The FBI has completed its background investigation of Brett Kavanaugh, reopened last week in the wake of sexual assault allegations against the Supreme Court nominee by Christine Blasey Ford and briefed Senators on their findings Thursday morning. Will it change anything?

As senators Democrat and Republican rushed from the room where the confidential report is being securely held to briefing rooms to share their opinions with the press, the initial indication was: not much, no. Republicans who previously said an FBI investigation was unnecessary argued that the bureau’s nine witness interviews had revealed no new evidence of Kavanaugh’s guilt.

“There’s nothing in it that we didn’t already know,” Judiciary Committee Chairman Chuck Grassley, who argued throughout the confirmation process that it was the committee’s responsibility, not the FBI’s, to assess the accusations against Kavanaugh, said in a statement Thursday morning. “These uncorroborated allegations have been unequivocally and repeatedly rejected by Judge Kavanaugh, and neither the Judiciary Committee nor the FBI could locate any third parties who can attest to any of the allegations . . . It’s time to vote.”

Meanwhile, Senate Democrats protested the limited scope of the FBI’s investigation, alleging that the White House had interfered with the bureau to keep them from unearthing new and damaging information about Kavanaugh. The White House has denied this allegation.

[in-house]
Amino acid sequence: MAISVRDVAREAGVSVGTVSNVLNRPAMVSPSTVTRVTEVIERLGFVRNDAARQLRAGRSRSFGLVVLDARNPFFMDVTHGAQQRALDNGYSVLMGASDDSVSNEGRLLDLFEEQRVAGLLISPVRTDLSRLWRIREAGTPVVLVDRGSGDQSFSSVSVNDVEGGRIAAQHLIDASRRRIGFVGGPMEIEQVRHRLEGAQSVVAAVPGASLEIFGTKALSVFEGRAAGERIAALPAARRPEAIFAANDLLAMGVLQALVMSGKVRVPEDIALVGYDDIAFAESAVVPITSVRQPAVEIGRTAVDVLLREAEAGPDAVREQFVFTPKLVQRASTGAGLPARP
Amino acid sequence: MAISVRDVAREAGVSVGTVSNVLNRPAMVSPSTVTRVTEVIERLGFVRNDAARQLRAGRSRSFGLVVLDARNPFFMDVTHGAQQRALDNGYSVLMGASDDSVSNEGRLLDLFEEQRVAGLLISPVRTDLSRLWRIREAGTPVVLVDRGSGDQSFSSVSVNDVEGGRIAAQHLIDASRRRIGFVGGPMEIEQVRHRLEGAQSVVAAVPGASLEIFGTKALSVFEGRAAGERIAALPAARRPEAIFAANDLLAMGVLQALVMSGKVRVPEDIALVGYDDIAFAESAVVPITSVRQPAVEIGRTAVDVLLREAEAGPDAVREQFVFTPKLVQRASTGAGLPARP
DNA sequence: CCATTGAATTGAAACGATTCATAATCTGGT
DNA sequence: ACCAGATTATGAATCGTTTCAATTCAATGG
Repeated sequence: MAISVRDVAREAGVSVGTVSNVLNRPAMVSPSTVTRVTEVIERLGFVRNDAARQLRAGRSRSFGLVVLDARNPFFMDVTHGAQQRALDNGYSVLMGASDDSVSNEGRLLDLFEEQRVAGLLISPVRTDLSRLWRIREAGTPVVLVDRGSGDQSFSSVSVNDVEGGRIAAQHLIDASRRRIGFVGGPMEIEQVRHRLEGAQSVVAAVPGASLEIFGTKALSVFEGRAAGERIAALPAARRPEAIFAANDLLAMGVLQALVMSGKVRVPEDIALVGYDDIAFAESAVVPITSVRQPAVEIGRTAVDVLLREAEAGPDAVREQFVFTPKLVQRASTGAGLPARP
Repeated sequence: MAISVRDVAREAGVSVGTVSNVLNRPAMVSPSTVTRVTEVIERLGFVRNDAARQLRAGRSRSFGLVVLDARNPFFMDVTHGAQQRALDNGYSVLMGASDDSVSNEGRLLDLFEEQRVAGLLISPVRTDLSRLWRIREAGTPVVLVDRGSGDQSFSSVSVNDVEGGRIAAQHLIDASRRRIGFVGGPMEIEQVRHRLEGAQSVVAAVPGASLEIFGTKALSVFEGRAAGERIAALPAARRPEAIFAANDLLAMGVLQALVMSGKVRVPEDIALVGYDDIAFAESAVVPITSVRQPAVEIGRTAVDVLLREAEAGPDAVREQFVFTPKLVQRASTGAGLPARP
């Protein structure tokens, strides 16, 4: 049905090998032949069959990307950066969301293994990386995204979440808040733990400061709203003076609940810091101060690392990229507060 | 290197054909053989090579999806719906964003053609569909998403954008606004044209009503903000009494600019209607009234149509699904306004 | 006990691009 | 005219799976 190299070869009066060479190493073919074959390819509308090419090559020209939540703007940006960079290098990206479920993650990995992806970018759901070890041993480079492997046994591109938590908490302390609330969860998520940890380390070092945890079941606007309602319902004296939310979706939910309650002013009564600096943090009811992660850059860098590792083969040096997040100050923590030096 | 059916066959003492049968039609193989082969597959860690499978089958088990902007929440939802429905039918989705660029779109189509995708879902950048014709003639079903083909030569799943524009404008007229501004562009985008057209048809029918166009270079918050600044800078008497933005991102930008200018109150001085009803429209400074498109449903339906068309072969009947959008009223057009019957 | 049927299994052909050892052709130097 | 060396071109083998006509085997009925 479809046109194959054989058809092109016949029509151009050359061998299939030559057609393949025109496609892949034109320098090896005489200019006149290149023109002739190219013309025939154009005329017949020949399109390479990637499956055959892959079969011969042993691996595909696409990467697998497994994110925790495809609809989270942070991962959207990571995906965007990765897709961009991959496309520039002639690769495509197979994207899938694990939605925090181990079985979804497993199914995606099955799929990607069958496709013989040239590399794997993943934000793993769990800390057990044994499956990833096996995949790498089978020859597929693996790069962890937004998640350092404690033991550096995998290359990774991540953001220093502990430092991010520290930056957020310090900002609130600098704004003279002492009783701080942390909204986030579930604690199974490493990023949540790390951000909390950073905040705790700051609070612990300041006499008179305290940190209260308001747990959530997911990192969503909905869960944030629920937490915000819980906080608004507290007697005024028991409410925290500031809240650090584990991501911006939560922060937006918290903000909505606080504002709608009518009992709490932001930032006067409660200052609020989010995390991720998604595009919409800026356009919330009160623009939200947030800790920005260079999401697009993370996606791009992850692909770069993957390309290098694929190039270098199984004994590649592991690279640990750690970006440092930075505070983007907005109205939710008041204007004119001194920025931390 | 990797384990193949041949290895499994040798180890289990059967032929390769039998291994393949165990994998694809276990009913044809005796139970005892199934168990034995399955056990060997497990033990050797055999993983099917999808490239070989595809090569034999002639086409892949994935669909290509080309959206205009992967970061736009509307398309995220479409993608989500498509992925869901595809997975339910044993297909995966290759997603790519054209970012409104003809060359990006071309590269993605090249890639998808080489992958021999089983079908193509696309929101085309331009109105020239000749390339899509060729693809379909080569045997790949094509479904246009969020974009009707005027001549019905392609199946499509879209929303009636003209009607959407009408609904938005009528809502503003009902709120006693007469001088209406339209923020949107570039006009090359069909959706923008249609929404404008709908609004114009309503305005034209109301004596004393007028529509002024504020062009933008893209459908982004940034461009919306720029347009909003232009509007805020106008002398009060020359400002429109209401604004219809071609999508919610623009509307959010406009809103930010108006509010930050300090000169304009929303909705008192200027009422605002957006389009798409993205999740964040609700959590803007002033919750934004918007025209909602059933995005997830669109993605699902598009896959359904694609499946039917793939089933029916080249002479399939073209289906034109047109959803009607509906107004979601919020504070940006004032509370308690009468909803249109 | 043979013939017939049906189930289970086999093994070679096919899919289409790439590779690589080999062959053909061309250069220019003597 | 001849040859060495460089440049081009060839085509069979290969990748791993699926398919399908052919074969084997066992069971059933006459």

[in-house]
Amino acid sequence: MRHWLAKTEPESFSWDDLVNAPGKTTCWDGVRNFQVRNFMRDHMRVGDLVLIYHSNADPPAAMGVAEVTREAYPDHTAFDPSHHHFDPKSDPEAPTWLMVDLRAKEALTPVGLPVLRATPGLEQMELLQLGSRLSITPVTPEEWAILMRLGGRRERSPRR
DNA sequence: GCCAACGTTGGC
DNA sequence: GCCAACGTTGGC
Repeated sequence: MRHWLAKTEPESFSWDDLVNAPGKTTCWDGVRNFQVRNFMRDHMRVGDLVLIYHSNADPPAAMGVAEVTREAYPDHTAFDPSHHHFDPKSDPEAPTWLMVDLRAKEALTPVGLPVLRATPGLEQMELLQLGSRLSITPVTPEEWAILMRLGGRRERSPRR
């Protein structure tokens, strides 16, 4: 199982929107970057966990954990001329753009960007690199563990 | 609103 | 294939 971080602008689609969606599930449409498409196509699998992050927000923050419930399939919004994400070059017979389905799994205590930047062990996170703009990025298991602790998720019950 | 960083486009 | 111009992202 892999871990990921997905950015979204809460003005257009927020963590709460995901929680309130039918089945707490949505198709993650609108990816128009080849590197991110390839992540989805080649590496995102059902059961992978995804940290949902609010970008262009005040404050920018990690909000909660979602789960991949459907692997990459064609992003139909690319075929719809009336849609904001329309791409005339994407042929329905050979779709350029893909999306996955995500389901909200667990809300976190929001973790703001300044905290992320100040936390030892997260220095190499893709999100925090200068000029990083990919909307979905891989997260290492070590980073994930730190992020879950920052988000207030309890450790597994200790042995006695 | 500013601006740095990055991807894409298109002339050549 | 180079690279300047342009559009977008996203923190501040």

“The most notable part of this report is what’s not in it,” Sen. Dianne Feinstein, the ranking Democrat on the Judiciary Committee, told reporters. Feinstein took issue with the fact that neither Kavanaugh nor his primary accuser, Christine Blasey Ford, were interviewed by the FBI, despite the fact that both publicly testified for hours last week. “It looks to be the product of an incomplete investigation that was limited,” she said. “Democrats agreed that the FBI’s scope should be limited. We did not agree that the White House should tie the FBI’s hands.”

So it looks like anyone who still entertained hopes that handing the investigation over to the FBI would heal the partisan wounds Kavanaugh’s nomination has aggravated will walk away disappointed. But it may have done enough to convince wavering swing-vote Republicans that they’ve done their due diligence in investigating the assault claims. Senator Susan Collins told reporters Thursday that the investigation appeared to be “very thorough,” though she had not yet read the whole thing.